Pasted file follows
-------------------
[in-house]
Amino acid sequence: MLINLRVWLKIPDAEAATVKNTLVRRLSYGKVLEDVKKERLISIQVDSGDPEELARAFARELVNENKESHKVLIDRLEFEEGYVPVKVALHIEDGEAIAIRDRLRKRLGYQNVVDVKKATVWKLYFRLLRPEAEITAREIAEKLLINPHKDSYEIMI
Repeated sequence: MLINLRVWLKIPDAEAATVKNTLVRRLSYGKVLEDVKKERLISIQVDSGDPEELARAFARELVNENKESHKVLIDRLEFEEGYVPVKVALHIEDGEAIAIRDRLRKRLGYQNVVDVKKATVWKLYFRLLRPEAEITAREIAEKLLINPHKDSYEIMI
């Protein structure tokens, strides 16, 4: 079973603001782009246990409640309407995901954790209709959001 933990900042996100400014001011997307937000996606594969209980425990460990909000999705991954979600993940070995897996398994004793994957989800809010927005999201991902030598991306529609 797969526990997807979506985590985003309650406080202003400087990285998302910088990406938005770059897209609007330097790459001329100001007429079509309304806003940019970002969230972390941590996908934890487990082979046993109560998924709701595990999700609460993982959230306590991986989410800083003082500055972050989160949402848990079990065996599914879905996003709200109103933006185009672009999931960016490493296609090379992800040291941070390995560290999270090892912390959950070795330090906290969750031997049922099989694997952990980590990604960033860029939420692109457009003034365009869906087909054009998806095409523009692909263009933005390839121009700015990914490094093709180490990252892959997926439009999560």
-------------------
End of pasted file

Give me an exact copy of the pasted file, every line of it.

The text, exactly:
[in-house]
Amino acid sequence: MLINLRVWLKIPDAEAATVKNTLVRRLSYGKVLEDVKKERLISIQVDSGDPEELARAFARELVNENKESHKVLIDRLEFEEGYVPVKVALHIEDGEAIAIRDRLRKRLGYQNVVDVKKATVWKLYFRLLRPEAEITAREIAEKLLINPHKDSYEIMI
Repeated sequence: MLINLRVWLKIPDAEAATVKNTLVRRLSYGKVLEDVKKERLISIQVDSGDPEELARAFARELVNENKESHKVLIDRLEFEEGYVPVKVALHIEDGEAIAIRDRLRKRLGYQNVVDVKKATVWKLYFRLLRPEAEITAREIAEKLLINPHKDSYEIMI
């Protein structure tokens, strides 16, 4: 079973603001782009246990409640309407995901954790209709959001 933990900042996100400014001011997307937000996606594969209980425990460990909000999705991954979600993940070995897996398994004793994957989800809010927005999201991902030598991306529609 797969526990997807979506985590985003309650406080202003400087990285998302910088990406938005770059897209609007330097790459001329100001007429079509309304806003940019970002969230972390941590996908934890487990082979046993109560998924709701595990999700609460993982959230306590991986989410800083003082500055972050989160949402848990079990065996599914879905996003709200109103933006185009672009999931960016490493296609090379992800040291941070390995560290999270090892912390959950070795330090906290969750031997049922099989694997952990980590990604960033860029939420692109457009003034365009869906087909054009998806095409523009692909263009933005390839121009700015990914490094093709180490990252892959997926439009999560």